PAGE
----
This is a common issue with SAS, as many people who write SAS programs have a background in analysis and not efficient programming. The first thing that I would suggest is placing a block of the code within a macro definition, then testing calling the macro and ending the program with an ENDSAS statement before it executes the rest of the code. This will allow you to run diagnostics to determine what that block of code does. Once you understand what the code is doing, you can decide if you want to break this code up into further macro definitions to have each macro perform one logically cohesive set of instructions.
Once into the program you might find similar code repeated, with a few differences such as a choice of parameters, data set names or variables. If you find this type of repetition, then you can probably design a macro that uses parameters to generalize the code. Afterward you can replace the repetitive instances with the macro call, changing the parameters as needed.
Similarly, with that long of a script I would expect that you are going to find a place where inserting a DO loop will help add structure, whether that be within a macro definition or within a DATA step.
Sometimes, though, a SAS program just requires that many lines of code. Breaking it up into logical steps with macro definitions will help its readability and maintenence, but it will do little to improve efficiency. In those cases, the least you should do is to write a comment section near the top that briefly describes the purpose of the program, then add comments throughout the code to explain what a particular block of code is doing.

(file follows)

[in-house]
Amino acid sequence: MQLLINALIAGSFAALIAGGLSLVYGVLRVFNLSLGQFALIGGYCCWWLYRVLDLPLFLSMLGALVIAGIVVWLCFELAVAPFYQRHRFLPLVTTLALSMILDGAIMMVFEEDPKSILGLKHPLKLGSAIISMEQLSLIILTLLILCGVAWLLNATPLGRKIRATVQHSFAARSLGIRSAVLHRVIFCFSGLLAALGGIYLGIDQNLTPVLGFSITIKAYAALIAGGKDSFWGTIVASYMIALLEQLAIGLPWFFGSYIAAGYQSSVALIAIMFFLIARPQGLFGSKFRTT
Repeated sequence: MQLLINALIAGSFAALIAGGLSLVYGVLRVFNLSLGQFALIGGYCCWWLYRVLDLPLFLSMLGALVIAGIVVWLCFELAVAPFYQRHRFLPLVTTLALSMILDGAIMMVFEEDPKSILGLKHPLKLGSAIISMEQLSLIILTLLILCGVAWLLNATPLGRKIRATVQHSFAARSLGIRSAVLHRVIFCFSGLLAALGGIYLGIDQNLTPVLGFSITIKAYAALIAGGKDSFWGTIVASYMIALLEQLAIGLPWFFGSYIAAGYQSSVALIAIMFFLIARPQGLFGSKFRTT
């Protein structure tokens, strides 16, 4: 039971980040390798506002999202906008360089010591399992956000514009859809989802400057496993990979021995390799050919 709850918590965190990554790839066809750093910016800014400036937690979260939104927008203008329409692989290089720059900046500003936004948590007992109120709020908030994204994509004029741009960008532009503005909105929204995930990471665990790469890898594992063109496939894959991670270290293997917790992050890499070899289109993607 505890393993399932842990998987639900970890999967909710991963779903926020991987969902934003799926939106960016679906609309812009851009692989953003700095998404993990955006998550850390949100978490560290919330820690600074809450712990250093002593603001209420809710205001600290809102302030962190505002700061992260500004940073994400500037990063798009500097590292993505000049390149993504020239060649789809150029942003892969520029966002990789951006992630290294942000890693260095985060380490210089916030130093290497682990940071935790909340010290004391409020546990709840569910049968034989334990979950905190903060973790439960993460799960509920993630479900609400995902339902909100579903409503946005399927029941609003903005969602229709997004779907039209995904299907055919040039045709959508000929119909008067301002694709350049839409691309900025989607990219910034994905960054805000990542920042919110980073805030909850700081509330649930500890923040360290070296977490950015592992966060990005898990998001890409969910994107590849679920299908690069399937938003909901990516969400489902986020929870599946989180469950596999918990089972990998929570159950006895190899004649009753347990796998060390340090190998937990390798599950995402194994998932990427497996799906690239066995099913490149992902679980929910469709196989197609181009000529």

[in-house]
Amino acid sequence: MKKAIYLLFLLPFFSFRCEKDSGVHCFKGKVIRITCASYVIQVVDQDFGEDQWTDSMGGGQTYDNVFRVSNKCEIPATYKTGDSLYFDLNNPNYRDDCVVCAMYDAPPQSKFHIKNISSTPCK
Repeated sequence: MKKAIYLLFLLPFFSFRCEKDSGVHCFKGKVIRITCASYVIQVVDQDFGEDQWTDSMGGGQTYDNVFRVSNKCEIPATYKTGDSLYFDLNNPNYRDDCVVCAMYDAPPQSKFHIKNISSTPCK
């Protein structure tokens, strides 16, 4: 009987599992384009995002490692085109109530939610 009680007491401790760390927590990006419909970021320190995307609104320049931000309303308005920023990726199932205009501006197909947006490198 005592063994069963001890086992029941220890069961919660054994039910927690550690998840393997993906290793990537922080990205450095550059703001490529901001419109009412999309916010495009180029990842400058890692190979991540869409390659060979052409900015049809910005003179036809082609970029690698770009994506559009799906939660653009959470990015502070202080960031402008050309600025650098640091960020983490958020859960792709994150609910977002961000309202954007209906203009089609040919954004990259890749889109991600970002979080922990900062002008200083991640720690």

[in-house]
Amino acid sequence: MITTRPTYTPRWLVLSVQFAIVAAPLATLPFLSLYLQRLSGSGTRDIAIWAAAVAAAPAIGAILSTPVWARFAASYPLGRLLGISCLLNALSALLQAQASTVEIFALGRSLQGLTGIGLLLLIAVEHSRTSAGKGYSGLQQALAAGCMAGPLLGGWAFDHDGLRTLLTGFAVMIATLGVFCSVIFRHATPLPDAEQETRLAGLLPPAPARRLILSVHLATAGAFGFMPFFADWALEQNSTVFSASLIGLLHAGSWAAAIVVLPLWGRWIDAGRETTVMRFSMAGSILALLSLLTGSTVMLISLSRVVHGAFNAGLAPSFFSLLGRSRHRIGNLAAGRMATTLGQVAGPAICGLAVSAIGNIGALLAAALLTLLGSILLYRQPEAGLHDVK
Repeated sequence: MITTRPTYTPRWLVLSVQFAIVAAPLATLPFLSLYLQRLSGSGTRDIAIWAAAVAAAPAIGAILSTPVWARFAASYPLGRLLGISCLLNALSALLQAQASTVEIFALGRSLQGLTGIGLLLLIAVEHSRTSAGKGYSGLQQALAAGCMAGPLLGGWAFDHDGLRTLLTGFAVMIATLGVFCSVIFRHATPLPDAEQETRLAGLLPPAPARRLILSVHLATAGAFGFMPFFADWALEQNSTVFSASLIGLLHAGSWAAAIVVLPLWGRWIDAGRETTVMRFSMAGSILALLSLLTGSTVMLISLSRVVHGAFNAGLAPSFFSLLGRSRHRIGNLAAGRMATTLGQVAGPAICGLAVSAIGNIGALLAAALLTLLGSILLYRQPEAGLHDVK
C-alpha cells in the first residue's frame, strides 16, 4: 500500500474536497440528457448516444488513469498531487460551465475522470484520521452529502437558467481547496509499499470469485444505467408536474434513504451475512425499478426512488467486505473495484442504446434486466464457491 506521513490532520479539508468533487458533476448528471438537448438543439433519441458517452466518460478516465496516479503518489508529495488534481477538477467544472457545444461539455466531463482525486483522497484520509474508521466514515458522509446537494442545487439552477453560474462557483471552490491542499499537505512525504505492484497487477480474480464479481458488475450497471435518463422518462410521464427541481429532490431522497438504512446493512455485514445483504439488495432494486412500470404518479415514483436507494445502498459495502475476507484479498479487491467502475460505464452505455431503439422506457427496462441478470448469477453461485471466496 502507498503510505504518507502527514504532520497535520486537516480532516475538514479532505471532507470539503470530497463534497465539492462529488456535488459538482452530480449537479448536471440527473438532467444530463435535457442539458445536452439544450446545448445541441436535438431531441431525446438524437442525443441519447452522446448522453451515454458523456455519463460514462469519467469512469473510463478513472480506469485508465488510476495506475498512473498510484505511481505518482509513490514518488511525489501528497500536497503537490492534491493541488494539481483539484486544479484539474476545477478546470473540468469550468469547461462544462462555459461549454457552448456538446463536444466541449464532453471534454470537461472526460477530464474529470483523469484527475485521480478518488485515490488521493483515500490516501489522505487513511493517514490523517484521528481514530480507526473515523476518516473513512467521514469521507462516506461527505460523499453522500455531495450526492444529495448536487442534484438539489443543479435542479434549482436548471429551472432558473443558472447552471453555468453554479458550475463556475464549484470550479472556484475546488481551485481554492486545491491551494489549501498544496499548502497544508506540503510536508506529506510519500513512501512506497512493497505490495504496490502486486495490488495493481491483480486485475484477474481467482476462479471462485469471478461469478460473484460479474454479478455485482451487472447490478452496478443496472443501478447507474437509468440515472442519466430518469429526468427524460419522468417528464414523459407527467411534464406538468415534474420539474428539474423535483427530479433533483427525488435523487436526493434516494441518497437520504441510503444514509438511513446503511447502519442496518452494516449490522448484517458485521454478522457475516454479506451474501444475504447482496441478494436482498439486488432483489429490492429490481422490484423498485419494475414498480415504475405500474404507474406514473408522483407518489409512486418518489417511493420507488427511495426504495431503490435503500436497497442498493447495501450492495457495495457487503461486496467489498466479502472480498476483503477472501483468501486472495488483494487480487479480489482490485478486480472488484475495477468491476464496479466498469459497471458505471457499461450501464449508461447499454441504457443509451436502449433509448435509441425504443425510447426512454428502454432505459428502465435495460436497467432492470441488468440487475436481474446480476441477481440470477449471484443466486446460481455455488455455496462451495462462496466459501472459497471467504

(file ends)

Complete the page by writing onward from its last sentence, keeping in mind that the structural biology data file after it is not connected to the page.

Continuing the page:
Here are two caveats for this technique, though. First, if the original program defines macro variables, then you might have an issue on the scope of these variables if you define them within a macro. Macro variables defined outside of a macro definition are global in scope; but unless you specify that they should be global, then macro variables defined within a macro definition (and macro parameters set when the macro is called) will be local and will not be available once the macro executes. A similar issue is that more than one macro variable can have the same name but their scope is different, which can result in unexpected values when they are returned. The second warning is that if you use a macro definition to comment out large blocks of code so that you can test later sections of the code in a different run, then make sure to save any necessary datasets to a permanent location; otherwise they will be deleted and not be available for the later testing.